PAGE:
Names are important. They are a part of a persons identity, a part of who they are. This is true for all beings, but it is perhaps most important among the elves, especially the original elves. In the culture they came from no two elves shared the same name and no name was ever reused should its bearer die.
Naturally, due to the limited numbers of letters and sounds their names were often very long. An interesting consequence of this is of any two original elves it is generally safe to assume that the one with the shorter name is the older one.
Ancestral Names - First and Second GenerationEdit
The original elves preferred soft consonants and diphtongs, leading to their names often being melodic. Examples of such names are Aluvyandynemiel, Eimendyranolia, Haliundelriemnoan and Angmeinovniel.
The original elves kept with this habit when they named their first auan offspring, and their offspring in turn stuck to it as well. Hence why the first and second generation of auan elves have the same style of names, only even longer; names with up to nine or ten syllables aren't uncommon among these elves.
Children of a New World - Third and Fourth GenerationEdit
After this something changed. The second generation of elves noticed how different they were, both from the original elves and from their first generation parents. As a reaction to this the third generation of elves were given names that tied in to the world they were living him. This was as a statement that this was their home and that their past was left behind them. Some elves still stuck with the old way of naming but the majority embraced the new ideas and by the fourth generation the old style of naming was almost completely gone.
Newborn elves of those generation were given the names of plants and animals of the world they lived in. The idea that no two elves should share the same name still lived on though and composite names became first common and then a necessity. Examples of names from this era are Marigold-Rosemary, Ursus-Blueberry, Oxen-Wheat-Summerbreeze and Amber-Oak.
The popularity of this type of name soon dropped with many elves fearing that names would soon become nothing but long lists plants and animals. It is also around this time that the elves became wide-spread enough that it was no longer possible to assure the uniqueness of a name. To counteract this many elves started giving their children surnames, something previously unheard of among elves. This further marked how far removed from their ancestors the auan elves had become.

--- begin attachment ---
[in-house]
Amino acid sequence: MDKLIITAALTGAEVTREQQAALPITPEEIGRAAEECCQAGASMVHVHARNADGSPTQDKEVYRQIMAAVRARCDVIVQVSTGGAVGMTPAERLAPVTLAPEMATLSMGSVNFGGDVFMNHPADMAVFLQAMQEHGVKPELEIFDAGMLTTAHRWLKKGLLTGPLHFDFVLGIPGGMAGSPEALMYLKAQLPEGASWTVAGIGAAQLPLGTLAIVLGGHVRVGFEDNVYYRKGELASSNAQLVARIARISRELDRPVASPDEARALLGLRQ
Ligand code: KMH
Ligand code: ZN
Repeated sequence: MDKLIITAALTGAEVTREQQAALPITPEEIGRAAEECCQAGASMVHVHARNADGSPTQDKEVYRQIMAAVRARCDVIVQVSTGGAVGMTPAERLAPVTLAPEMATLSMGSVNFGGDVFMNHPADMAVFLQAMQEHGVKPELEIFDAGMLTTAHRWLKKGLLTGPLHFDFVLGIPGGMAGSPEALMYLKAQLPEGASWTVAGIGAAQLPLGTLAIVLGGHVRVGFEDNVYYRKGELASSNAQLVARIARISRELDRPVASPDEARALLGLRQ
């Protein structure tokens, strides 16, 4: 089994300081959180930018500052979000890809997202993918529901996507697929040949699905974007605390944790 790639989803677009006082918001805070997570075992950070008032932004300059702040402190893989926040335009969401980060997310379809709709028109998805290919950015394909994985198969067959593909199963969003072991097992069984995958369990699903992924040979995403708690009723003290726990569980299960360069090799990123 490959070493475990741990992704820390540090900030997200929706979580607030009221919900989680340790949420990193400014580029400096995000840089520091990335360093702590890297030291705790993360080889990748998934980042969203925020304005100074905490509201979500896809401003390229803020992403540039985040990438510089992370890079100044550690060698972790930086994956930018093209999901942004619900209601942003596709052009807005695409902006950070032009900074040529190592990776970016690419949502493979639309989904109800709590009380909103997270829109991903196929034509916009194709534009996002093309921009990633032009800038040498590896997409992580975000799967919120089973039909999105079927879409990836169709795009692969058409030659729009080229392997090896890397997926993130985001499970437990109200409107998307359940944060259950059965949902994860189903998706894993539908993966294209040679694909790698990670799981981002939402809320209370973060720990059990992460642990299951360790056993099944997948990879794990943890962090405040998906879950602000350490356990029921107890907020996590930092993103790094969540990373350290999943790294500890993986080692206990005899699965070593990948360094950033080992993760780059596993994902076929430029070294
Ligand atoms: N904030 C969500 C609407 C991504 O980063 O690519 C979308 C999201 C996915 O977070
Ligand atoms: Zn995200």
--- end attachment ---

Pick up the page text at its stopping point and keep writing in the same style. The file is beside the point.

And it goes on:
Traditional Elven Names - Fifth to Fifteenth GenerationEdit
At the time of the fifth generation, some two thousand years after the original elves arrived, about half of the elven newborn were given surnames and by the seventh generation it was the de-facto practice. Rather than keeping the long double and triple names they bore themselves elven parents started giving their children shorter versions of the names used by their ancestors. Examples of names given to young elves during this time are Aluviendel, Endyrian, Memmiel and Halumnion. The surnames were mostly one of or all the names of the parents. The full name of an elf from that era could be something like Memmiel Ursus-Blueberry Amber-Oak.
This type of naming dominated for several generations, but eventually parts of the long surnames started getting dropped in favour of shorter surnames and perhaps a middle-name or two. Using the above examples a typical name for a thirteenth or fourteenth generation elf would be along the lines of Memmiel Yranoa Amber-Oak.
Cycle of Naming ConventionsEdit
+++ This may get changed a little bit, pondering whether or not to add one or two more stages +++
This is largely the way elven naming has worked since then; a first name followed by one to three middle names and finally a surname or family name. The popularity of the style of first an middle names vary between generations though. Scholars who have studied elven names have identified a cycle where names in the style of the original elves are popular for a few generations after which names from the third and fourth generation gain in popularity. After this the shortened versions of the original names become popular again. Eventually these names start becoming longer until fully fledged ten-syllable traditional-style elven names are all the rage once more.
This cycle seems to be roughly the same independent of location and is happening all over the known world at the same time and at the same pace. A few deviations from the cycle have been verified but they have not been wide-spread and have passed with relative speed.